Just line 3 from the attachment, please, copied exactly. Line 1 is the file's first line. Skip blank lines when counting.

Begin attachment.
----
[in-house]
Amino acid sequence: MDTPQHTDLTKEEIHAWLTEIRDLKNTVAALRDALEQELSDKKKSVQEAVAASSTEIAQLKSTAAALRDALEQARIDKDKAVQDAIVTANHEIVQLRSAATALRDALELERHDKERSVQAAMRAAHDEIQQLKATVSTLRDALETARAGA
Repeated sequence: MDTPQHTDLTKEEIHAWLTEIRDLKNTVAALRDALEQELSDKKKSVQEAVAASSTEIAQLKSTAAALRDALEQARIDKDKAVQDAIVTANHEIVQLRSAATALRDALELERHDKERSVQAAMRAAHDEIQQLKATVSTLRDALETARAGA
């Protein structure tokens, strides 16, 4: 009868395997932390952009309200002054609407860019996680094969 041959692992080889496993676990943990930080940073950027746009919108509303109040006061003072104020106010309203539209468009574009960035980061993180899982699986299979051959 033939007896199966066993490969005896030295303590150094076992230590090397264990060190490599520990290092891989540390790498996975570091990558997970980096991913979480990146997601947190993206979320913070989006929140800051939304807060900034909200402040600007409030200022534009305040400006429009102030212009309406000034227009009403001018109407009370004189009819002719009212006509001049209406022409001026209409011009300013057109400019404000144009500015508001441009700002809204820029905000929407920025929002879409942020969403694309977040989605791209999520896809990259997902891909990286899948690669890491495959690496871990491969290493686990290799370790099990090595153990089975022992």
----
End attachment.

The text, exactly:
Repeated sequence: MDTPQHTDLTKEEIHAWLTEIRDLKNTVAALRDALEQELSDKKKSVQEAVAASSTEIAQLKSTAAALRDALEQARIDKDKAVQDAIVTANHEIVQLRSAATALRDALELERHDKERSVQAAMRAAHDEIQQLKATVSTLRDALETARAGA